WASHINGTON — A new sheriff is coming to clean up U.S. Customs and Border Protection, the nation’s largest law enforcement agency.

WASHINGTON — A new sheriff is coming to clean up U.S. Customs and Border Protection, the nation’s largest law enforcement agency.


Matthew Klein twice headed internal affairs for the police department in Washington, D.C., and helped it comply with Justice Department orders in the early 2000s to improve its policies on deadly force.


An avid runner at 50, the slim ex-street cop with salt-and-pepper hair has been tapped to perform the same job at Customs and Border Protection.


But the task will be far tougher at a federal agency that, according to a scathing Homeland Security Department report last month, is plagued by systemic corruption and chronically slow investigations. Customs and Border Protection has 44,000 armed officers, and its relatively small internal affairs office has been overwhelmed.


In an interview, Klein said he hoped to bring "a completely different perspective" to help the agency, and the Border Patrol under it, and improve a much-criticized reputation for abuse, violence and lack of transparency.


The Homeland Security report recommended more than doubling the 207 internal affairs investigators. Klein said he wanted them to focus on ferreting out internal corruption and misconduct, including exposing unjustified shootings by Border Patrol agents.


The problem stems, in part, from the agency’s creation in 2003 as part of the new Homeland Security Department. Internal affairs investigators were given little authority, and could only dig into minor administrative misconduct.


Criminal investigations were left to the inspector general, Immigrations and Customs Enforcement and the Justice Department, leaving a broad gap for abuses as the number of border agents and officers increased swiftly.


Last year, as reports documented dozens of shootings by agents on the Southwest border, Homeland Security Secretary Jeh Johnson gave internal affairs investigators the authority to conduct criminal investigations into alleged misconduct and abuse.


That was a "huge moment," Klein said. "There was a lot of frustration about the inability of (Customs and Border Protection) to investigate itself."


Now, he added, "I see people invigorated. I see people who are very dedicated to the mission, and they are engaged to go out there and investigate allegations of misconduct."


Klein grew up in the U.S. but moved to Israel with his parents as a child. He served briefly in the Israel Defense Forces in the early 1980s before moving back to study at the University of Maryland.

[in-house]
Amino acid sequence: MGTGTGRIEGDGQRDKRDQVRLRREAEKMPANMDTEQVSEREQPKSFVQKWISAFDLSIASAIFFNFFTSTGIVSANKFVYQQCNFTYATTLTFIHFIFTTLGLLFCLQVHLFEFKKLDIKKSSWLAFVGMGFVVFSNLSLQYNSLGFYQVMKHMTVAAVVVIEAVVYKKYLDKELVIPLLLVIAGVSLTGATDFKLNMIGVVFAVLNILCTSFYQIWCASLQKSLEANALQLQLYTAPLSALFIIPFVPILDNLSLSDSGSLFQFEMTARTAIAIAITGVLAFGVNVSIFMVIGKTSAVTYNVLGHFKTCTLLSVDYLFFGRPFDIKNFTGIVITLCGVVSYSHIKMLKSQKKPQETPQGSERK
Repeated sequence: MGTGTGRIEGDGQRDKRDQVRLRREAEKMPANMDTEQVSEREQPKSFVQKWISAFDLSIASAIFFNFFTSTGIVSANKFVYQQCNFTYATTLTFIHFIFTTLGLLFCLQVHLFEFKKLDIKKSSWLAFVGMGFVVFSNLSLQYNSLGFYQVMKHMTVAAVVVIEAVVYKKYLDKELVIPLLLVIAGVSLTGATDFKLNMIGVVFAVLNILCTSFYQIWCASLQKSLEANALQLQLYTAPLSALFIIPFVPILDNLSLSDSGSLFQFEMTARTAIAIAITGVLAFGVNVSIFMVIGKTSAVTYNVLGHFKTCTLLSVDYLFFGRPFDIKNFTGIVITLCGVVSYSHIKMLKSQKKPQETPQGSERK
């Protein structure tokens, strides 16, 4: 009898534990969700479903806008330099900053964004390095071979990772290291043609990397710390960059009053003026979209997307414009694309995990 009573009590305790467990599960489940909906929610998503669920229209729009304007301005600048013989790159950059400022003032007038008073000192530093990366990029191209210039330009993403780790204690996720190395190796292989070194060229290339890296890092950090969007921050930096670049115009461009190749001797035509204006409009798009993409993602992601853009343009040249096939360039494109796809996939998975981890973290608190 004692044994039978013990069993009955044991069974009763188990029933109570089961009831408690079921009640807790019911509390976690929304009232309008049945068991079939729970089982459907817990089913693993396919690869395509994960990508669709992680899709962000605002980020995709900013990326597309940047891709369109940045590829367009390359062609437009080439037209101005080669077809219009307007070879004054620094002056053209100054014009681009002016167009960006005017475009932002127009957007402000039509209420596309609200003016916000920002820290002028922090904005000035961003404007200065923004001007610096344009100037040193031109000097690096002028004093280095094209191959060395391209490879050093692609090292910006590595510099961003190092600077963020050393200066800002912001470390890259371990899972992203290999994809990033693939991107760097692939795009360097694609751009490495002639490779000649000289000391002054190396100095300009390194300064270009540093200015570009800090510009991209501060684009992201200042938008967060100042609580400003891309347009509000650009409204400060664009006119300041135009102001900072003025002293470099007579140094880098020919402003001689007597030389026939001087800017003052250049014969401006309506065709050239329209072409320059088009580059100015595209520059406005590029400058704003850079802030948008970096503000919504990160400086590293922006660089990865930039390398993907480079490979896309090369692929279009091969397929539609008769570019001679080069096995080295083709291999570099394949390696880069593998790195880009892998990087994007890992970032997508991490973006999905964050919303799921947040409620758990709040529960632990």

After two years of study, he joined the Metropolitan Police Department of the District of Columbia in 1989, finishing his degree while working full time. The city faced a crime wave and a national moniker as a "murder capital," with 474 homicides in 1990 alone.


Klein spent his first three years on the night shift, racing to respond to 911 calls in Barry Farm, a neighborhood battling high crime and a crack cocaine epidemic. He investigated gruesome crime scenes, consoled weeping victims and fell in love with police work.


Klein said he never fired his gun in 10 years as a patrolman.


"I was lucky," he recalled. "I can tell you from seeing it firsthand, and being close to some officers that were involved in those situations, it was not something they took lightly, and they were life-changing moments."


Klein left the force in 2001 to obtain a master’s degree from the Woodrow Wilson School of Public and International Affairs at Princeton University. When he returned the next year to Washington, deadly shootings and botched misconduct investigations had brought a Justice Department order for the police to improve deadly force tactics and training.


The police chief tapped Klein to lead the team bringing the force into compliance. In 2004, Klein was named head of internal affairs, and still held that job in 2008 when the Justice Department determined the force had met the federal standards. Klein was asked to lead internal affairs again in 2014.


That experience, plus his work with Justice Department lawyers, city council members and the mayor’s office, boosted his bid to become top cop at Customs and Border Patrol.


"He comes with a great deal of credibility," the agency’s commissioner, R. Gil Kerlikowske, said in an interview.


Brandon Judd, president of the union that represents Border Patrol agents, said Klein had "a very, very tough job" ahead.


"We’re a huge agency," he said. "His predecessors weren’t able to get it done. I hope he can."


Chris Cabrera, a leader of the Border Patrol union in McAllen, Texas, said Klein should focus on improving internal affairs before expanding it. Internal affairs needs better training for the investigators it has, Cabrera said, not more investigators.


"It’s like trying to air up a tire with a hole in it. They need to fix what they have first," Cabrera said.


Reform advocates expressed hope, however, that the ex-cop can clean house at the agency and bring it in line with more accepted police practices.


Klein is "quite familiar with the use-of-force issue," said Chris Rickerd, a border security expert at the American Civil Liberties Union.


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